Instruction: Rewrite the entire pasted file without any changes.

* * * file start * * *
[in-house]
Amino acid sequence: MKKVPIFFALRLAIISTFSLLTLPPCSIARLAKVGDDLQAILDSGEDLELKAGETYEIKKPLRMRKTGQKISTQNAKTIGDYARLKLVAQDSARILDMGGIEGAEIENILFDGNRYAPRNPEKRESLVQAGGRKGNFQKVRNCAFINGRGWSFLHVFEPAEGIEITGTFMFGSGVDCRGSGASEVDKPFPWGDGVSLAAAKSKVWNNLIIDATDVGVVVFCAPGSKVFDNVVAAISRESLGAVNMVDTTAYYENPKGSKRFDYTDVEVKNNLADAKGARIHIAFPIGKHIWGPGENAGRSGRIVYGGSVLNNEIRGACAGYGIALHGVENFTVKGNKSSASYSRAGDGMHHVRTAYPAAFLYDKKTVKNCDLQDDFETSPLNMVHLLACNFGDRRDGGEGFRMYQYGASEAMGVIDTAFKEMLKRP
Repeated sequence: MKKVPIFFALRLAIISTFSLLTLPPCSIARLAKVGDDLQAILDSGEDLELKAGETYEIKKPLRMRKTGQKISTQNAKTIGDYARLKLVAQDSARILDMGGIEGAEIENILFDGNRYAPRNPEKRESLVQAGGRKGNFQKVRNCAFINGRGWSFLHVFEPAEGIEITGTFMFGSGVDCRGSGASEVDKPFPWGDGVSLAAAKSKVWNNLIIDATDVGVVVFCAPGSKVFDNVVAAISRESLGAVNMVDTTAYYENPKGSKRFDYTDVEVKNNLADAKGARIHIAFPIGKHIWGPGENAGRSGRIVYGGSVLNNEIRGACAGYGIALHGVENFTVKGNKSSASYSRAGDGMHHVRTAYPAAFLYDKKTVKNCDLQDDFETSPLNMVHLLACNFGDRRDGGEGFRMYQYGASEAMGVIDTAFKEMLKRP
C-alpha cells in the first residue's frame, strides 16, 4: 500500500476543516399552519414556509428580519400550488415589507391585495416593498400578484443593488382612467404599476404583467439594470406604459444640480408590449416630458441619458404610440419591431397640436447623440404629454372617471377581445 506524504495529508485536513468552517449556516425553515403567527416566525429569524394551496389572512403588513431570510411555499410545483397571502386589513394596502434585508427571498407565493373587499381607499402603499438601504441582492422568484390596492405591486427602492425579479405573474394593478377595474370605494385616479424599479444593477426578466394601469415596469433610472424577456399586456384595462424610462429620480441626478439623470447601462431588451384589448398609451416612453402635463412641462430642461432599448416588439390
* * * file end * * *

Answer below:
[in-house]
Amino acid sequence: MKKVPIFFALRLAIISTFSLLTLPPCSIARLAKVGDDLQAILDSGEDLELKAGETYEIKKPLRMRKTGQKISTQNAKTIGDYARLKLVAQDSARILDMGGIEGAEIENILFDGNRYAPRNPEKRESLVQAGGRKGNFQKVRNCAFINGRGWSFLHVFEPAEGIEITGTFMFGSGVDCRGSGASEVDKPFPWGDGVSLAAAKSKVWNNLIIDATDVGVVVFCAPGSKVFDNVVAAISRESLGAVNMVDTTAYYENPKGSKRFDYTDVEVKNNLADAKGARIHIAFPIGKHIWGPGENAGRSGRIVYGGSVLNNEIRGACAGYGIALHGVENFTVKGNKSSASYSRAGDGMHHVRTAYPAAFLYDKKTVKNCDLQDDFETSPLNMVHLLACNFGDRRDGGEGFRMYQYGASEAMGVIDTAFKEMLKRP
Repeated sequence: MKKVPIFFALRLAIISTFSLLTLPPCSIARLAKVGDDLQAILDSGEDLELKAGETYEIKKPLRMRKTGQKISTQNAKTIGDYARLKLVAQDSARILDMGGIEGAEIENILFDGNRYAPRNPEKRESLVQAGGRKGNFQKVRNCAFINGRGWSFLHVFEPAEGIEITGTFMFGSGVDCRGSGASEVDKPFPWGDGVSLAAAKSKVWNNLIIDATDVGVVVFCAPGSKVFDNVVAAISRESLGAVNMVDTTAYYENPKGSKRFDYTDVEVKNNLADAKGARIHIAFPIGKHIWGPGENAGRSGRIVYGGSVLNNEIRGACAGYGIALHGVENFTVKGNKSSASYSRAGDGMHHVRTAYPAAFLYDKKTVKNCDLQDDFETSPLNMVHLLACNFGDRRDGGEGFRMYQYGASEAMGVIDTAFKEMLKRP
C-alpha cells in the first residue's frame, strides 16, 4: 500500500476543516399552519414556509428580519400550488415589507391585495416593498400578484443593488382612467404599476404583467439594470406604459444640480408590449416630458441619458404610440419591431397640436447623440404629454372617471377581445 506524504495529508485536513468552517449556516425553515403567527416566525429569524394551496389572512403588513431570510411555499410545483397571502386589513394596502434585508427571498407565493373587499381607499402603499438601504441582492422568484390596492405591486427602492425579479405573474394593478377595474370605494385616479424599479444593477426578466394601469415596469433610472424577456399586456384595462424610462429620480441626478439623470447601462431588451384589448398609451416612453402635463412641462430642461432599448416588439390